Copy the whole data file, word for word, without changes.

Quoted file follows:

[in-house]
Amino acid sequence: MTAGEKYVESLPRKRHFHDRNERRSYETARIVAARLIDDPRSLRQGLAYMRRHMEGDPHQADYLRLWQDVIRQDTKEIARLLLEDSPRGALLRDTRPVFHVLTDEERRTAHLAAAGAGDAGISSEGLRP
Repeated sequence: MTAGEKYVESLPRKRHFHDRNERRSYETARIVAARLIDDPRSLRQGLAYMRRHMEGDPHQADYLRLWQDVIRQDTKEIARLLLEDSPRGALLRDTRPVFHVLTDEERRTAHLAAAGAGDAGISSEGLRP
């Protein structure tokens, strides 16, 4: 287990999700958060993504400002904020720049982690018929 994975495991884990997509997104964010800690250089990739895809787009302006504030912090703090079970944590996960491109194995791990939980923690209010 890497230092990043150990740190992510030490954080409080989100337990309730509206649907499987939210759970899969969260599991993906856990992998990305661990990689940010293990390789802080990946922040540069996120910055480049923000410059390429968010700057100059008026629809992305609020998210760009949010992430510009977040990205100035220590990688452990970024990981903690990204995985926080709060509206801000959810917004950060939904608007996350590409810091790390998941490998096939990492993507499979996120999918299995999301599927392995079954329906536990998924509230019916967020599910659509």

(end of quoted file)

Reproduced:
[in-house]
Amino acid sequence: MTAGEKYVESLPRKRHFHDRNERRSYETARIVAARLIDDPRSLRQGLAYMRRHMEGDPHQADYLRLWQDVIRQDTKEIARLLLEDSPRGALLRDTRPVFHVLTDEERRTAHLAAAGAGDAGISSEGLRP
Repeated sequence: MTAGEKYVESLPRKRHFHDRNERRSYETARIVAARLIDDPRSLRQGLAYMRRHMEGDPHQADYLRLWQDVIRQDTKEIARLLLEDSPRGALLRDTRPVFHVLTDEERRTAHLAAAGAGDAGISSEGLRP
């Protein structure tokens, strides 16, 4: 287990999700958060993504400002904020720049982690018929 994975495991884990997509997104964010800690250089990739895809787009302006504030912090703090079970944590996960491109194995791990939980923690209010 890497230092990043150990740190992510030490954080409080989100337990309730509206649907499987939210759970899969969260599991993906856990992998990305661990990689940010293990390789802080990946922040540069996120910055480049923000410059390429968010700057100059008026629809992305609020998210760009949010992430510009977040990205100035220590990688452990970024990981903690990204995985926080709060509206801000959810917004950060939904608007996350590409810091790390998941490998096939990492993507499979996120999918299995999301599927392995079954329906536990998924509230019916967020599910659509």